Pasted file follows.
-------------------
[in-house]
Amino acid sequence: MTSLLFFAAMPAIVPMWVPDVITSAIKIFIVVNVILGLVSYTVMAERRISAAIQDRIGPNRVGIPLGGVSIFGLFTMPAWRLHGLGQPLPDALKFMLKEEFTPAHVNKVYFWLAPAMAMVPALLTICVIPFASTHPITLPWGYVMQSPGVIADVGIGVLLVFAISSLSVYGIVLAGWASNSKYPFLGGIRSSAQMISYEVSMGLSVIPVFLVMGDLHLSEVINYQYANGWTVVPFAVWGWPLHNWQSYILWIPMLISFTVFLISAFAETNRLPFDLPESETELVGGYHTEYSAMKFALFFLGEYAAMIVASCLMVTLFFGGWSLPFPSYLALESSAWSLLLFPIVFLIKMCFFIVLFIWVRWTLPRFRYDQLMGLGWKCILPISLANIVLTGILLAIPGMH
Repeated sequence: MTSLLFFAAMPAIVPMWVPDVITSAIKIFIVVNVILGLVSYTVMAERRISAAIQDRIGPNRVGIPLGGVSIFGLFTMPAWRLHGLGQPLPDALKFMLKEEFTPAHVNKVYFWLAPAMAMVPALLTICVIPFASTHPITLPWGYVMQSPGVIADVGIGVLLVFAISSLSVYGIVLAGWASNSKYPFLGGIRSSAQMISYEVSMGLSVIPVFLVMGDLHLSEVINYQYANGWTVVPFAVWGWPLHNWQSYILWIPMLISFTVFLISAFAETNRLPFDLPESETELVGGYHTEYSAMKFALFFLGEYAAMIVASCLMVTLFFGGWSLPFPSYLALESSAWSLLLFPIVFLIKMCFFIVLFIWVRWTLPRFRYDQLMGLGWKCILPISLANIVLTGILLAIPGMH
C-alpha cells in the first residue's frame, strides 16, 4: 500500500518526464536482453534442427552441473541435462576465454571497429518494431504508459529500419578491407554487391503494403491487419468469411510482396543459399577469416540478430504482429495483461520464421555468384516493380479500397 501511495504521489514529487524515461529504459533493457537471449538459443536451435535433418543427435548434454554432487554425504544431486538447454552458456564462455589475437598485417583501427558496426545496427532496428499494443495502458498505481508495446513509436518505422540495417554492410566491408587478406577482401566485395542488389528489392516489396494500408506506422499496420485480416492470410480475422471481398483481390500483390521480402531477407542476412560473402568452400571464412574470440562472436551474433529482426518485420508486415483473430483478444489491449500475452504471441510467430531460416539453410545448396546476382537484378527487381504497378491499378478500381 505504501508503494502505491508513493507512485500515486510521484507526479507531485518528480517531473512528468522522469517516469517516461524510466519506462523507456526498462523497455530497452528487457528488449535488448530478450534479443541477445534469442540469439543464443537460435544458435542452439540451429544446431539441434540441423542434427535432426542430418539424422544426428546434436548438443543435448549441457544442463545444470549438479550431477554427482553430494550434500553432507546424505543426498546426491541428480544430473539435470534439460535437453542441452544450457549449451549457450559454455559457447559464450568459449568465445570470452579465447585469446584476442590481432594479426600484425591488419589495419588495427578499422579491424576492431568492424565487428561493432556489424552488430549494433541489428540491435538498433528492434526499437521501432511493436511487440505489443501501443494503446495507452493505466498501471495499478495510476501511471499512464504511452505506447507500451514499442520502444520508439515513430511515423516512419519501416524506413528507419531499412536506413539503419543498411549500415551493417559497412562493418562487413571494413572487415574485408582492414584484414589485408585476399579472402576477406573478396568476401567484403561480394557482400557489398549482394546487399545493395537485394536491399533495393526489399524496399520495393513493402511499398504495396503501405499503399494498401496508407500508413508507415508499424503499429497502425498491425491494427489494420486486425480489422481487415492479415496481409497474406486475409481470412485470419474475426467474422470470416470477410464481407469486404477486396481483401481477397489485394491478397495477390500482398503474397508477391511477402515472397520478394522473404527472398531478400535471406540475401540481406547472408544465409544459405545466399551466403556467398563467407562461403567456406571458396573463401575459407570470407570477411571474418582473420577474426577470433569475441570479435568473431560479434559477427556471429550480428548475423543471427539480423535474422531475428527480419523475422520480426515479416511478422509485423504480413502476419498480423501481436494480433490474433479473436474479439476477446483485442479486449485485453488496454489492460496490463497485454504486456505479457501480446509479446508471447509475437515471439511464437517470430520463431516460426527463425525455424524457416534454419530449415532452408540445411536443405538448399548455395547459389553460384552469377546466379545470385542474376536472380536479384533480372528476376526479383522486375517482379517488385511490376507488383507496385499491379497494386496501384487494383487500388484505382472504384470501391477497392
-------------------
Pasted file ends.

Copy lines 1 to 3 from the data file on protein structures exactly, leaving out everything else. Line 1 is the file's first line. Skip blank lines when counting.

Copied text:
[in-house]
Amino acid sequence: MTSLLFFAAMPAIVPMWVPDVITSAIKIFIVVNVILGLVSYTVMAERRISAAIQDRIGPNRVGIPLGGVSIFGLFTMPAWRLHGLGQPLPDALKFMLKEEFTPAHVNKVYFWLAPAMAMVPALLTICVIPFASTHPITLPWGYVMQSPGVIADVGIGVLLVFAISSLSVYGIVLAGWASNSKYPFLGGIRSSAQMISYEVSMGLSVIPVFLVMGDLHLSEVINYQYANGWTVVPFAVWGWPLHNWQSYILWIPMLISFTVFLISAFAETNRLPFDLPESETELVGGYHTEYSAMKFALFFLGEYAAMIVASCLMVTLFFGGWSLPFPSYLALESSAWSLLLFPIVFLIKMCFFIVLFIWVRWTLPRFRYDQLMGLGWKCILPISLANIVLTGILLAIPGMH
Repeated sequence: MTSLLFFAAMPAIVPMWVPDVITSAIKIFIVVNVILGLVSYTVMAERRISAAIQDRIGPNRVGIPLGGVSIFGLFTMPAWRLHGLGQPLPDALKFMLKEEFTPAHVNKVYFWLAPAMAMVPALLTICVIPFASTHPITLPWGYVMQSPGVIADVGIGVLLVFAISSLSVYGIVLAGWASNSKYPFLGGIRSSAQMISYEVSMGLSVIPVFLVMGDLHLSEVINYQYANGWTVVPFAVWGWPLHNWQSYILWIPMLISFTVFLISAFAETNRLPFDLPESETELVGGYHTEYSAMKFALFFLGEYAAMIVASCLMVTLFFGGWSLPFPSYLALESSAWSLLLFPIVFLIKMCFFIVLFIWVRWTLPRFRYDQLMGLGWKCILPISLANIVLTGILLAIPGMH